We expect the oil price to remain volatile for a number of months, with a recovery to $75+/bbl likely over the next 12 months. A necessary part of this outcome is for US oil shale growth to fall back by the end of 2015. After 2015 the likelihood is that the price will fluctuate quite widely, but move on an upwards trajectory as accelerating emerging country demand growth and flattening US shale oil growth slowly tighten the global oil supply/demand balance.
The oil price at $50-60/bbl is not yet at an economic extreme, leaving a reasonable chance that it continues to decline while the market starts to rebalance. An oil price in the $50-60/bbl range is not high enough to justify new investment in higher cost and more marginal non-OPEC projects. However, it is not low enough to warrant existing high cost producers to shut in reasonable volumes of supply. We believe that oil prices would need to fall to around $35-40/bbl to warrant this.
Saudi and other OPEC members are acting rationally in their response to the falling oil price. OPEC’s decision not to cut production is borne out of a realisation that the falling price is principally a function of non-OPEC over-supply, making ‘emergency’ quota cuts a fools’ errand as they would simply encourage more non-OPEC growth. We sense that Saudi are eyeing US shale oil growth and would prefer a shallower oil price recovery for the time being (i.e. one that doesn’t allow US oil growth to accelerate unabated), rather than a ‘V’ shaped recovery that restores it to $100/bbl. If we are right, it is logical for Saudi & co to tolerate a lower oil price for as long as it takes to achieve this.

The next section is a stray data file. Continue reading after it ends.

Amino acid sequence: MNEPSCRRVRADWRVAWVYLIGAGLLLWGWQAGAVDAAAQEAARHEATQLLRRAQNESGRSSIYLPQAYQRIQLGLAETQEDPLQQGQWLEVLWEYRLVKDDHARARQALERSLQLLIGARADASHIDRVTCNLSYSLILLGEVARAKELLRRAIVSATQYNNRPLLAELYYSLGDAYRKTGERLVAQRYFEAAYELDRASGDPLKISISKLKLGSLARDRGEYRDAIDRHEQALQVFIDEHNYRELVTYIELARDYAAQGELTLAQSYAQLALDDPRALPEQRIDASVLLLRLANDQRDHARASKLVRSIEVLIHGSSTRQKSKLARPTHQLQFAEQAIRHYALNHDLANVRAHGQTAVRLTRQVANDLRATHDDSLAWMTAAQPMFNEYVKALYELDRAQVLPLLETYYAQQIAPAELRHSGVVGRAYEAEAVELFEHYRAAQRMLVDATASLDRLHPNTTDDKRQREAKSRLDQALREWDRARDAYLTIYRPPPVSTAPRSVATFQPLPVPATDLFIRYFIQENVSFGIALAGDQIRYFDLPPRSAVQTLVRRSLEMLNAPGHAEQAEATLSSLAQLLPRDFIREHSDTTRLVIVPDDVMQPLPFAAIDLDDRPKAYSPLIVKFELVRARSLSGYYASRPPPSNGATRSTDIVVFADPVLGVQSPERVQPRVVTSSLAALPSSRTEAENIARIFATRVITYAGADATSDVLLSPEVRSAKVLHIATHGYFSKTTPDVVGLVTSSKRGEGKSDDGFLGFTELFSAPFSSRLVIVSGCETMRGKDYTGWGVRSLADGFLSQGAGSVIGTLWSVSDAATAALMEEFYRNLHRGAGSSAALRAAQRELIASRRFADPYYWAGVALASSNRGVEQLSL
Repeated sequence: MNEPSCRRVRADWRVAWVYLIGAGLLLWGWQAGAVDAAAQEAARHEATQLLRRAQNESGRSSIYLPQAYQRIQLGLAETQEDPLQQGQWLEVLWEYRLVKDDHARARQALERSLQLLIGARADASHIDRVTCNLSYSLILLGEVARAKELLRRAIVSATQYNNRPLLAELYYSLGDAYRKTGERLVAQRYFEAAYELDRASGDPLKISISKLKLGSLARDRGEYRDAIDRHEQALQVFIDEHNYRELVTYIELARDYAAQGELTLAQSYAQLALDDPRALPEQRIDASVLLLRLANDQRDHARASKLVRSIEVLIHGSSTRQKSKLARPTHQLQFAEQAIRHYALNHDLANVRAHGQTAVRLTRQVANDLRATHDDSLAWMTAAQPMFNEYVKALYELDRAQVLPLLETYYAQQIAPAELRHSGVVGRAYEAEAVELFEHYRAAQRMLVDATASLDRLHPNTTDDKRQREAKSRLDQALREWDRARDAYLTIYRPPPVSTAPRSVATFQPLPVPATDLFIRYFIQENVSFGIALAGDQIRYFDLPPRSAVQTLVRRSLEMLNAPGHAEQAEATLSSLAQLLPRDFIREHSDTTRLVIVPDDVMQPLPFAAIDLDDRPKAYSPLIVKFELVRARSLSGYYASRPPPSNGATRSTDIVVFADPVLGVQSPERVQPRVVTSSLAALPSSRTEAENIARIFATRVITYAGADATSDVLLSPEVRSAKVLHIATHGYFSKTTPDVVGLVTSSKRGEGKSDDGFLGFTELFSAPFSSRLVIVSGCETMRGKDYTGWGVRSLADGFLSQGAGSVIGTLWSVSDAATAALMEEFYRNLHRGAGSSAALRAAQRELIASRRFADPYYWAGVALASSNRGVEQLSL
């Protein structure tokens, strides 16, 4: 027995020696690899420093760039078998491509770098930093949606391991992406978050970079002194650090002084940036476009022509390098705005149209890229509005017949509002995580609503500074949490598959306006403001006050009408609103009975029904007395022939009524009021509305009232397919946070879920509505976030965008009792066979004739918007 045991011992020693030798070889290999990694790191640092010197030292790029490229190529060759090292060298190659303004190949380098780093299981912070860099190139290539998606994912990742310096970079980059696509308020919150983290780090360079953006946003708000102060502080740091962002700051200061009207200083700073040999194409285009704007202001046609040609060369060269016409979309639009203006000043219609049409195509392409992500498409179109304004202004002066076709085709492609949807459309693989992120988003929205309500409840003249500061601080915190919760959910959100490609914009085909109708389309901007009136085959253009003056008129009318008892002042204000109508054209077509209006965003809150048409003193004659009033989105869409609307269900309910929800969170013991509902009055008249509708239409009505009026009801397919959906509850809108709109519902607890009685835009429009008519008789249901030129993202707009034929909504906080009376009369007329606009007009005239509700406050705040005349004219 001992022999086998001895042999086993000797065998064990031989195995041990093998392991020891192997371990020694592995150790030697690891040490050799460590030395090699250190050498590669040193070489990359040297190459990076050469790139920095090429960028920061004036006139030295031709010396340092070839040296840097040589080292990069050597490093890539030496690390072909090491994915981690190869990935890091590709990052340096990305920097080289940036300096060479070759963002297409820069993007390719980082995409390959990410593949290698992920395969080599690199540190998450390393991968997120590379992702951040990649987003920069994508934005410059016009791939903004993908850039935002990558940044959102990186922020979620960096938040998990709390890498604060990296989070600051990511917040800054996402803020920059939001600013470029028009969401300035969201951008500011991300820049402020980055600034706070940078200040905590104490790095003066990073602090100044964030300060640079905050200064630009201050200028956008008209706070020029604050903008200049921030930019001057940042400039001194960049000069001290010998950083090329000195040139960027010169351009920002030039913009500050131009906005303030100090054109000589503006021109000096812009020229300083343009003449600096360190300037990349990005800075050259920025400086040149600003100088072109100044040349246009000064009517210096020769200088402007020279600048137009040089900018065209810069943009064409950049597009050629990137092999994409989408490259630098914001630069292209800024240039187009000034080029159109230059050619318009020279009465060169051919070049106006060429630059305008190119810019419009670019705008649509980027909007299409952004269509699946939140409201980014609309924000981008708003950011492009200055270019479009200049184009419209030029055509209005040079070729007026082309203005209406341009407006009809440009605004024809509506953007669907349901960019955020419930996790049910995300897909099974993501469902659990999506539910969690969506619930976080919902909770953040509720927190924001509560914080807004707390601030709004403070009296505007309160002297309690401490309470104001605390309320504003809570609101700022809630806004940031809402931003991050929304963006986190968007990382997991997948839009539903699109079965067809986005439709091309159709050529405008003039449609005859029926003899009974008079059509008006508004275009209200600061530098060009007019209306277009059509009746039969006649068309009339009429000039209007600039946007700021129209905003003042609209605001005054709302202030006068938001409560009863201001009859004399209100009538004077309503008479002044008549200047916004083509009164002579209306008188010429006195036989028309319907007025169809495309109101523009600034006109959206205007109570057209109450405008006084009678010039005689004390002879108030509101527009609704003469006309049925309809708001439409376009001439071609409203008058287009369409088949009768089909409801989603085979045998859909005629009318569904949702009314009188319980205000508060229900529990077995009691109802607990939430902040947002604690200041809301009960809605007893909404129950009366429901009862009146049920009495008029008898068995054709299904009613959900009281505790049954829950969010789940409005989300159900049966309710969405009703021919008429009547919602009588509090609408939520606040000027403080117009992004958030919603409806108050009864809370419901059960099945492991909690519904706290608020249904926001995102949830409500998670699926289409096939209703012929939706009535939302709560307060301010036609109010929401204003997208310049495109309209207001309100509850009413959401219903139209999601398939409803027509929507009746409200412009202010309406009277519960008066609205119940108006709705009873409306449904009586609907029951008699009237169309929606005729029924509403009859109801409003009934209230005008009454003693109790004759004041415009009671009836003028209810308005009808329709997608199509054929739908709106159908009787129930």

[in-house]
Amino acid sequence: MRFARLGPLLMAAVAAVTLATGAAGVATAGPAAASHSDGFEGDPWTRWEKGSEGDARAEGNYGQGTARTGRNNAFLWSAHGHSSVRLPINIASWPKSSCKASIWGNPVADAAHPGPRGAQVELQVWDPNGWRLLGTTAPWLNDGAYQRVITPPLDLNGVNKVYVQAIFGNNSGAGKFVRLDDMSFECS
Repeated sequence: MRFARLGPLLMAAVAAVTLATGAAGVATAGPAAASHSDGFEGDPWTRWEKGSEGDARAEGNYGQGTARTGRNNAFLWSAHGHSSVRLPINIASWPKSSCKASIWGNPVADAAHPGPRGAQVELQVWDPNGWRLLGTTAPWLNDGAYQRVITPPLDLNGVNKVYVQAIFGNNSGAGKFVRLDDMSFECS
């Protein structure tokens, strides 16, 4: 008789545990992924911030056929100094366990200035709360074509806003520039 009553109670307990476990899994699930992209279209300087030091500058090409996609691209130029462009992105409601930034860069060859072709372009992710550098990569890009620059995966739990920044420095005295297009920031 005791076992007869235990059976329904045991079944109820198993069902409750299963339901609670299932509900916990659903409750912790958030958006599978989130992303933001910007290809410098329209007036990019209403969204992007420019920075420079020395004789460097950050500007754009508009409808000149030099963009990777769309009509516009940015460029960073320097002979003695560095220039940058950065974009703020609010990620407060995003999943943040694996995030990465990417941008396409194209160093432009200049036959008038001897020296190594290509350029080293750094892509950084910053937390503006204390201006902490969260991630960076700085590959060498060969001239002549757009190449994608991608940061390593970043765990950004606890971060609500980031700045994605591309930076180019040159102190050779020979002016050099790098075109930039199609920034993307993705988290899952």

Here is Tim Guinness' Letter.
I do not see this as an OPEC agreement. It was a Saudi-led decision for the predominantly Sunni producers – Saudi Arabia, Qatar, Kuwait and the UAE - to keep pumping, weakening the growing and predominantly Shia Iran / Iraq alliance, while also curbing non-OPEC supplies from US shale oil to Russia’s production.
I maintain that this will be a Pyrrhic victory, at best, for the Saudi-led group. They will be hoping for a replay of 1985-87, when they refused to cut supplies at a time of oversupply. Veteran subscribers will recall the Crash of ’87, which temporarily lowered demand. Even more importantly, there was no visible acceleration in oil producing technology, no fracking and negligible renewables.
I assume that a partial recovery could start with a sharp bounce, as there will certainly be some significant hedge fund short positions, in addition to some likely short selling by the Saudi alliance. However, once oil prices approach $75+, assuming they get that far, fracking will also pick up. Additionally, there are other non-OPEC suppliers, such as Mexico, which are in a position to increase production considerably. The production of natural gas will also increase this year. The number of solar panels will continue to increase every year, as will the efficiency of the latest units. Automobiles will mostly be fuelled by gasoline, but ever more efficiently. Large trucks can and will continue to be converted so that their fuel becomes natural gas, which is less expensive, rather than gasoline made from crude oil.
I doubt that oil usage has peaked, although it obviously will at some point. However, OPEC will never regain its former control, in my opinion. Even without the increasing number of substitutes for crude oil, many countries have abundant reserves of shale oil, as yet untapped.Back to top